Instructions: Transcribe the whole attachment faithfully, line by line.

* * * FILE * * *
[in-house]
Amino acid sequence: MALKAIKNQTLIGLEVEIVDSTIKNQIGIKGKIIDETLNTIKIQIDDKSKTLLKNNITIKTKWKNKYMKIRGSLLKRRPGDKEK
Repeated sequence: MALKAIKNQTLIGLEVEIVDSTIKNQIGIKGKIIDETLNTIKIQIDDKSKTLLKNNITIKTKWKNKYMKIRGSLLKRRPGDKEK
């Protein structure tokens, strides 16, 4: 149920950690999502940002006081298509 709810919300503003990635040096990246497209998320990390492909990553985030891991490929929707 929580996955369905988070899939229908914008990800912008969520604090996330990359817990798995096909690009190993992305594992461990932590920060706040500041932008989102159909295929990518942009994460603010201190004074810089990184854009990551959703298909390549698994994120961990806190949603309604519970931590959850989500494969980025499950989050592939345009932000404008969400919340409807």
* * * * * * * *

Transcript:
[in-house]
Amino acid sequence: MALKAIKNQTLIGLEVEIVDSTIKNQIGIKGKIIDETLNTIKIQIDDKSKTLLKNNITIKTKWKNKYMKIRGSLLKRRPGDKEK
Repeated sequence: MALKAIKNQTLIGLEVEIVDSTIKNQIGIKGKIIDETLNTIKIQIDDKSKTLLKNNITIKTKWKNKYMKIRGSLLKRRPGDKEK
């Protein structure tokens, strides 16, 4: 149920950690999502940002006081298509 709810919300503003990635040096990246497209998320990390492909990553985030891991490929929707 929580996955369905988070899939229908914008990800912008969520604090996330990359817990798995096909690009190993992305594992461990932590920060706040500041932008989102159909295929990518942009994460603010201190004074810089990184854009990551959703298909390549698994994120961990806190949603309604519970931590959850989500494969980025499950989050592939345009932000404008969400919340409807």